BIg Rapids eyes scaled-back version of Maple Street project

BIG RAPIDS — Plans to improve Maple Street and Mitchell Creek Park are at the mercy of the contractor and the Michigan Economic Development Corporation (MEDC) because of a discrepancy in the total cost.

City Manager Steve Sobers told Big Rapids City Commissioners Monday that staff and engineer Todd Richter, of engineering firm Fleis and VandenBrink have proposed a scaled-back version of the project to the two entities.

Sobers explained any cut in the total cost requires approval from the MEDC. The Maple Street and Mitchell Creek Park improvements are part of a $410,204 Downtown Infrastructure Grant from the MEDC.

Making cuts to the project could lower the criteria score and result in losing the grant, Sobers said.

“We expect to hear back from the MEDC on Tuesday to see if we still meet the criteria of the DIG grant,” Sobers said. “Staff has met with Todd to craft a plan that will still be effective and not delete too many of the critical elements in the project to bring it in budget.”

The city wants to use the funds to address storm water needs, provide funds for sidewalk replacement and revamp downtown lighting. The total project cost is estimated to be nearly $483,600, which includes a local match of $73,400. The lowest project bid was $650,000 from J. Ranck Electric Inc., which was nearly 250,000 over engineers estimates for the project.

The revised project proposal presented to the commission shows the engineers estimate of more than $295,000 and estimates the contractor cost to be more than $380,000.

Mayor Mark Warba asked why there is nearly an $88,000 difference from the engineers estimate and the contractor’s bid.

Mayor Mark Warba

Mayor Mark Warba

Richter explained that there are fewer contractors, more projects and it is a bad time of the year to go out for bids.

“The contractors explained to me it was a busy time of the year for them and they don’t necessarily have the need for work right now. We also are seeing an increase in material and subcontractor cost,” Richter said.

Sobers told commissioners Big Rapids is not the only municipality seeing higher bids.

“This particular snapshot and time all bids have come in high on DIG Projects,” Sobers said.

Proposed cuts to lower the overall cost eliminated the transit bus stop to save $36,000, reduced electrical work and less flower pots, among other amenities that could be added later. The electric car charging station remained because of its criteria scoring for the grant.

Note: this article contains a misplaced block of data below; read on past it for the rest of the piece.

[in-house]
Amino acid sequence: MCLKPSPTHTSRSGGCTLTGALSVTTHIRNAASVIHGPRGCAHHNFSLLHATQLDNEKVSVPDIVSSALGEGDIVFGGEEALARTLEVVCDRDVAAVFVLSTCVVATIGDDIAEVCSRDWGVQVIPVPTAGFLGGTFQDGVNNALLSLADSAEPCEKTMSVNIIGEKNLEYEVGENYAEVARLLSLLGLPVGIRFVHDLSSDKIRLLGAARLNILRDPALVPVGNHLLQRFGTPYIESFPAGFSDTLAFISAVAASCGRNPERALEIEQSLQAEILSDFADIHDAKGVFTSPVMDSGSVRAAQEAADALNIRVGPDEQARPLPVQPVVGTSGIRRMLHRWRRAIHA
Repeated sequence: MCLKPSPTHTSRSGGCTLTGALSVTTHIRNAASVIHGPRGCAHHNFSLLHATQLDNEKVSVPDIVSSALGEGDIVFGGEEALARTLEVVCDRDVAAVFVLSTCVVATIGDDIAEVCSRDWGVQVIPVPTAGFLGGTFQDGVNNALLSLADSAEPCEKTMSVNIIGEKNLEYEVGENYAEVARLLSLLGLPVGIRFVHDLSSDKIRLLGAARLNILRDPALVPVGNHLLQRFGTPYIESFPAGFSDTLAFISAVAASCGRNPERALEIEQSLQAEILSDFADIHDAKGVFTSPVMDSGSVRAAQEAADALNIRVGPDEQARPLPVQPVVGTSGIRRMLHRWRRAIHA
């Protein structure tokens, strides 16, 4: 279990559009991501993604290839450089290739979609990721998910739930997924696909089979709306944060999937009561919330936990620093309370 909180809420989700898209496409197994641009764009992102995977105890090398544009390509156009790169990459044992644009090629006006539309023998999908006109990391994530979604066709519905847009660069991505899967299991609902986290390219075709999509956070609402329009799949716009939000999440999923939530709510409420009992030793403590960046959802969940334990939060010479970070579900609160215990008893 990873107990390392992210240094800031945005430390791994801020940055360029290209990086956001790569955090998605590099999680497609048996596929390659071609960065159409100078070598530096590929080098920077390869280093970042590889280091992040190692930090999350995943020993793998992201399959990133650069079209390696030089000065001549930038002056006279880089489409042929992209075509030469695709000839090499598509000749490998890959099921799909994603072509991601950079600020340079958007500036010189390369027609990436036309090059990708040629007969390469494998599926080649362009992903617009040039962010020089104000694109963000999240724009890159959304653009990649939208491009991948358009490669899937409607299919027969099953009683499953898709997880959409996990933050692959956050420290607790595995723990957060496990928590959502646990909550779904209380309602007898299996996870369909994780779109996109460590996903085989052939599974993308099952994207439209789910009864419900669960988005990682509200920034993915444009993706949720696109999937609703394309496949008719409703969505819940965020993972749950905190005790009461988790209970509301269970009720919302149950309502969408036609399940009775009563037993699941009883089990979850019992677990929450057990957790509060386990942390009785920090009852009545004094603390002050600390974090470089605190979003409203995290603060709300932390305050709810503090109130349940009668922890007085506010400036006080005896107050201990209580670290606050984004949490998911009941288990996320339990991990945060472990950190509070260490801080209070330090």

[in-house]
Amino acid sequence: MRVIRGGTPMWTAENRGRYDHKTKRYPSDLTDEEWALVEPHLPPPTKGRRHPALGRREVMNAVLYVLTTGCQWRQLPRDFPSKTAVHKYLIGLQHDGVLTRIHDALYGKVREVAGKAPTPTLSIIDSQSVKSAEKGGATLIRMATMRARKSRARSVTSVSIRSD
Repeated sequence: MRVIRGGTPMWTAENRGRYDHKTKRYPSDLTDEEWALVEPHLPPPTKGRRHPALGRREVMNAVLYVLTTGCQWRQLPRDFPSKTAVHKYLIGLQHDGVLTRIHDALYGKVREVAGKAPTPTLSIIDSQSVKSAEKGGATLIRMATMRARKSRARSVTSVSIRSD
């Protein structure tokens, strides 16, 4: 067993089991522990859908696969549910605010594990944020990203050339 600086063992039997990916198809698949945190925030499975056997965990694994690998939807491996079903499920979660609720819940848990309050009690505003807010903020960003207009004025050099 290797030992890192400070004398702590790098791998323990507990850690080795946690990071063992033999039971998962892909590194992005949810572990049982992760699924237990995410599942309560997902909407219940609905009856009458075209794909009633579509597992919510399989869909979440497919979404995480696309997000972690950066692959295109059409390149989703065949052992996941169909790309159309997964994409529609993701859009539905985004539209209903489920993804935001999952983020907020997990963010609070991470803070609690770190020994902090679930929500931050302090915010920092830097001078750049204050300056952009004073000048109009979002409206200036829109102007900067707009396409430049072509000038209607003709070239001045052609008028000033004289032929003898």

With the proposed cuts Warba expressed the project should still remain quality.

“I don’t want to see the project go away because we can’t bring it in budget and at that same time I don’t want to look around at $400,000 in improvements and only find one tree,” Warba said.

Warba believes a cost solution isn’t much of a concern, for the project if it is a modest increase to the city’s contribution.

“There is a cause for concern but its not a panic or cut-and-run concern,” Warba said referring to the project cost. “We still have a worth-while project to preserve and a will from the city to do so. Commissioners may face cost of not going forward and I do not want to over extend the process. If we scale down the project and there is a modest increase to our contribution, we may look to find a way for the project to go forward.”

The city could lose its grant funding for the project because MEDC completion deadline for the project is Dec. 31.

Sobers expects commissioners should be able to take action on the project on at the next commission meeting at 6:30 p.m. on Monday, Aug. 4, at City Hall.

“We are still in negotiations with the contractor and waiting to here back from the MEDC,” Sobers said. “There is no concern that project will not move forward in a more reasonable scaled-back plan. I anticipate we will legislation to view at the next meeting.”

In other actions, commissioners approved the refurbishing of two city dump trucks at $11,000 and the rebuild of another dump truck for $61,000.


Posted by Lonnie Allen

Lonnie is the Pioneer's city/county reporter. He also coordinates the Gardens and Growers page. He can be reached by phone at (231) 592-8328 or by e-mail at

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